Art (4) baby (5) blogs (3) cleaning (4) Dear Mom (5) educational (13) entertainment (11) Free Stuff (3) fun (8) Grrumbles (4) humor (14) issues (10) lunch (3) Medical (9) My Family (13) pregnancy (1) Preschoolers (5) Products (3) reading (1) safety (4) solutions (19) Teens (1) Toddlers (5) Tweens (3)

Thursday, September 25, 2008

The Hard Decisions

Randall and I were talking last night about certain issues that are often difficult to discuss. It occurred to me that it would be a good idea to talk about the information here, as well, because parents do find it hard to consider what may happen if they are no longer around to care for their children. And yet, being prepared for that possibility is one of the greatest gifts you can give your children. Parents have a responsibility to make decisions about their lives and the lives of their children in the event of unforseen incidents.

First, you and your partner need to have a Living Will. It may be uncomfortable to discuss these issues and consider the possibility that you may one day be in the position of dealing with the irreversible illness of you or your partner. This important document dictates what will happen to you should you be placed on life support without any chance of recovery. Having this document can save your family a great deal of heart ache and hassle. It also prevents your partner from having to make the decision on his or her own because you've discussed ahead of time what you would want to be done in this situation. There are many sites that can help you create your own living will without any cost at all. After you have this document, you need to make sure a copy is given to your medical providers.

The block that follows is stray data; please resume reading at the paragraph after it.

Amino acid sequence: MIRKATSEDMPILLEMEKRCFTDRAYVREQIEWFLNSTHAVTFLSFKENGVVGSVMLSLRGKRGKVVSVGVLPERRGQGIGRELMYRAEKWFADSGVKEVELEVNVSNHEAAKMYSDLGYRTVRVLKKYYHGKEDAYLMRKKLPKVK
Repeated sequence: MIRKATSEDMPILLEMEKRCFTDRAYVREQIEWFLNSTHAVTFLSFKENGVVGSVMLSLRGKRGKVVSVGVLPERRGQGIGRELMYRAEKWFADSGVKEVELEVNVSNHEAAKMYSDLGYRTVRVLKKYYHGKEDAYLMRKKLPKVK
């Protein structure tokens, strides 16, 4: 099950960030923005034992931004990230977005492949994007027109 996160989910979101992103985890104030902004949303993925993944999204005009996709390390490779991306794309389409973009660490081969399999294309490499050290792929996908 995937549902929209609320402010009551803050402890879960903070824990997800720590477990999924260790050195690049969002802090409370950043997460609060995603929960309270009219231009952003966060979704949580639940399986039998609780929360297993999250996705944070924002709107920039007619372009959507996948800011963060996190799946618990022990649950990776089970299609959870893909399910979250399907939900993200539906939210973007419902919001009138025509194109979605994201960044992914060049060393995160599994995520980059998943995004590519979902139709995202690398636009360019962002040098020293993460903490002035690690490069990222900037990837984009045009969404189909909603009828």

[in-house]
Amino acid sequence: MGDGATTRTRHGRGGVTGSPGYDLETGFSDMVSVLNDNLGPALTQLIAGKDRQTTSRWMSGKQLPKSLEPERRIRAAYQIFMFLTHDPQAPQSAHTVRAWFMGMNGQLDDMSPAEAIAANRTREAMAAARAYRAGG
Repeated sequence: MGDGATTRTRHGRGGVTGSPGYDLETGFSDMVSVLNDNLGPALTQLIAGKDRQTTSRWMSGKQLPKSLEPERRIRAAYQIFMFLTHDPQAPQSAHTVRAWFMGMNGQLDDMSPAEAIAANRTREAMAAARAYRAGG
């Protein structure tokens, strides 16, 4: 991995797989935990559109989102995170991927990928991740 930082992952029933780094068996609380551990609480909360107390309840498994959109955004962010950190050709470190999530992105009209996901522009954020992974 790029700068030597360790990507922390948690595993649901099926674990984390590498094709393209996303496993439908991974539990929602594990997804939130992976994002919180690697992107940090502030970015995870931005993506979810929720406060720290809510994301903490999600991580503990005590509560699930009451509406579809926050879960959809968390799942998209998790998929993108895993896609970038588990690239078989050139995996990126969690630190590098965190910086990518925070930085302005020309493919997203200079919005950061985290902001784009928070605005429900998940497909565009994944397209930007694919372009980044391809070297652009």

Second, you need a Power of Attorney. Having a power of attorney will determine who you wish to have control of your money and your care should you become incapable of making these decisions on your own. This document has to be completed prior to the time when it is necessary because if you are unable to make decisions about your health and money, then the courts will not recognize your ability to decide who should be in charge. The result could easily be a lengthy battle between relatives to determine who will be in charge of you and your money.

Third, you need a will. You really, really need to have a will when you have children. If you and your partner were to be involved in a fatal accident, the custody of your children is determined by the courts unless you have a will that indicates your wishes. Of course, the courts can still award custody to someone else if they deem your choice to be unsuitable, but it is far more likely that the person you would choose to raise your children in the event that you were gone would get to fulfill that task if you have it in writing. While considering your choice, be sure to include a second and third option just in case your first choice is unwilling or unable to be appointed as legal guardian.

So - if you haven't already - go talk to your partner and make some tough decisions. You do not need a lawyer to create a living will and a power of attorney. These documents can be done online and then printed and notarized.


Petula said...

You're so right about this stuff. Some parents don't get around to doing it or put it off, but these things are essential. Thanks for the reminder.